As a general rule, you can estimate that a door will be roughly 20 square feet and a window will be 15 square feet. If your room has 384 square feet of walls to be painted, you would subtract 56 square feet from the estimate bringing your total to 328 square feet.
Determine how much paint you will need
Generally, a gallon of paint will cover 250 square feet. However, depending on the paint you choose to use, it could be more or less. If you already know what kind of paint you would like to use, coverage should be listed on the label or on the manufactures website. If you unable to find the square footage your desired paint will cover, you can always consult the retailer you are purchasing the paint from and they should be able to help.
Let’s us the same example we’ve been using: If you have a room that is 384 square feet, we have excluded the doors and windows for a new total of 328 square feet. Our paint will cover 250 square feet, so we divide 328 by 250 for a total of 1.312 gallons. You can’t buy 1.312 gallons, so we’ll round up to 2 gallons. Also, we have the trim to paint. With 160 linear feet of trim, we should be able to complete it all with 1 gallon of paint. BUT we’re not done. If you’re going to paint, plan on a minimum of at least 2 coats of paint for good coverage. Therefore, for this room, we will need to purchase 4 gallons of paint for the walls and 1 gallon of paint for the trim for a total of 5 gallons.
If you are trying to cover a dark color with a lighter color, you may need another coat of paint, so keep that in mind.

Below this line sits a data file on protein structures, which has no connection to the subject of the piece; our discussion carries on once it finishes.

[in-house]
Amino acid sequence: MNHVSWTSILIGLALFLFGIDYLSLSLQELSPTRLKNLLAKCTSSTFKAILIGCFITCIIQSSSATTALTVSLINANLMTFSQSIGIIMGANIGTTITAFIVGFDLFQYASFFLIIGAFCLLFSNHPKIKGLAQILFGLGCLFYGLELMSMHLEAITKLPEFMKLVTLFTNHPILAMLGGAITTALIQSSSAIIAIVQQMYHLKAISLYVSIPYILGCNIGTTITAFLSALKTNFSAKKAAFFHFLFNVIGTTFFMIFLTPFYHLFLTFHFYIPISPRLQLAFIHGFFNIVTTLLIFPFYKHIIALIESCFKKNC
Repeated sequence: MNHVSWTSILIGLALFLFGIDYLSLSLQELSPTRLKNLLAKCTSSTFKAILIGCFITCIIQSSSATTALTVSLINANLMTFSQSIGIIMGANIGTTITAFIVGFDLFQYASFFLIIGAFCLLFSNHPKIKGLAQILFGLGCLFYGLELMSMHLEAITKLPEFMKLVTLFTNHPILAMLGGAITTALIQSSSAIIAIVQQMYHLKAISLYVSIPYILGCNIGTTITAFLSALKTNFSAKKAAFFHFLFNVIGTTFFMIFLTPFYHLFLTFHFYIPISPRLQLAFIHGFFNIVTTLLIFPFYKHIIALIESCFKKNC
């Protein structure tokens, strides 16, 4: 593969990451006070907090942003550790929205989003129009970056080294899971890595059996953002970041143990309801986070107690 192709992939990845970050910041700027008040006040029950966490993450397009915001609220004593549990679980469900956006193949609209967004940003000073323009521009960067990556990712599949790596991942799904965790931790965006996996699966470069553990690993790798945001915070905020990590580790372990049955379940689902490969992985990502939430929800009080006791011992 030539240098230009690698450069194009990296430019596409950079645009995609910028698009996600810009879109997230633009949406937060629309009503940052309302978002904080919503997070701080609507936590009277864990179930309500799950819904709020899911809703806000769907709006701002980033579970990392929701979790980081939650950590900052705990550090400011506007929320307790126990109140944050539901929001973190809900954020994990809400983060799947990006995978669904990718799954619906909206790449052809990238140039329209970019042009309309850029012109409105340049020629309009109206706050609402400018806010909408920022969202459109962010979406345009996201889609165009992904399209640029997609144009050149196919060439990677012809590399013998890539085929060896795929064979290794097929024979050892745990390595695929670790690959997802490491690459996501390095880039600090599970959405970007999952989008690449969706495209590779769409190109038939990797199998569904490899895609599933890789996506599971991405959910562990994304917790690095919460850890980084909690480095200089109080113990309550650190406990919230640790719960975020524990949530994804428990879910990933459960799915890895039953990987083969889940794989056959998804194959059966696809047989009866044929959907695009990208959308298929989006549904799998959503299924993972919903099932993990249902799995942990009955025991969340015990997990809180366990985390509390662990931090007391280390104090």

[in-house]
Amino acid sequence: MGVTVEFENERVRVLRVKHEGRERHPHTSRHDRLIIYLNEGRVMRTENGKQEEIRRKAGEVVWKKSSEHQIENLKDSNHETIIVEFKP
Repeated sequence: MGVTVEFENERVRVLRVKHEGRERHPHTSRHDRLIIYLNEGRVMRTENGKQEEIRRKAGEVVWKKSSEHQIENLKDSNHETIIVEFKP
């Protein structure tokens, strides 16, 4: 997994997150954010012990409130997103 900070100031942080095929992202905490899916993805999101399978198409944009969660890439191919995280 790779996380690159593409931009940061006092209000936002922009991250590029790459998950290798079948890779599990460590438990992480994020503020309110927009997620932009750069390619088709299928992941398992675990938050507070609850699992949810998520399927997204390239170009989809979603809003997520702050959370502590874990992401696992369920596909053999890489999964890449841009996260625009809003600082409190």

What about Primer? You may need to factor in a primer into you estimate if you have any patchwork that needs to be completed or your walls have never been painted – a primer is important.
But what if you buy a paint + primer combo? In reality, there is no such thing, it’s a marketing gimmick. If you see Paint + Primer – it really means it’s just a thick paint. You would still need to prime before you paint if you’re painting a surface that has never been painted. If it’s a repaint – meaning you’re painting over existing paint, you would only need to “spot prime”, i.e. only prime what needs priming, like a drywall patch.
Use the same math we used to find the number of paint gallons needed to also find the amount of primer you will need. If you’re patching, you could probably get away with a half-gallon and it should be plenty.
Finding The Cost of Paint
Now that we have figured out the square footage, excluded doors, and windows, the number of gallons needed, we need to learn the paint cost.
The price of a gallon of paint will vary depending on brand, sheen, and quality. You can expect to pay between $20 to $40 per gallon with your higher quality paints costing as much as $60 or more per gallon. So if we learned that we’re painting 328 square feet and we will need to purchase 5 gallons of paint and the paint will cost $32 per gallon, it should cost roughly $160 for paint.
If you need to buy primer, use the same math to figure out the cost of primer you will need. To use this same example, let’s buy a ½ gallon of primer for $15 for some patchwork, bringing the total of paint cost to $175.
The Cost of Materials
Determine what supplies you have and what supplies you will need to purchase. Depending on what you already have you can find the cost of what you will need at a local paint supply store; make a list and determine the cost by visiting the store or utilizing their website (if they have those items and prices listed).
Using the our example project we will need a couple brushes, rollers, paint tray, painters tape, caulking, spackling, putty knife, masking plastic, masking paper, and sandpaper (to scuff the existing paint to help the new paint bond better, plus to sand the spackling, used to patch some small areas, smooth after drying).
Let’s say the brushes cost $18, the rollers cost $15, the paint tray costs $5, painters tape cost $17, 1 tube of paintable caulking is $3, spackling is $8, 6 inch putty knife is $12, masking plastic $25, masking paper $15, and sandpaper costs $12. The total of materials for our 328 square foot project is $130.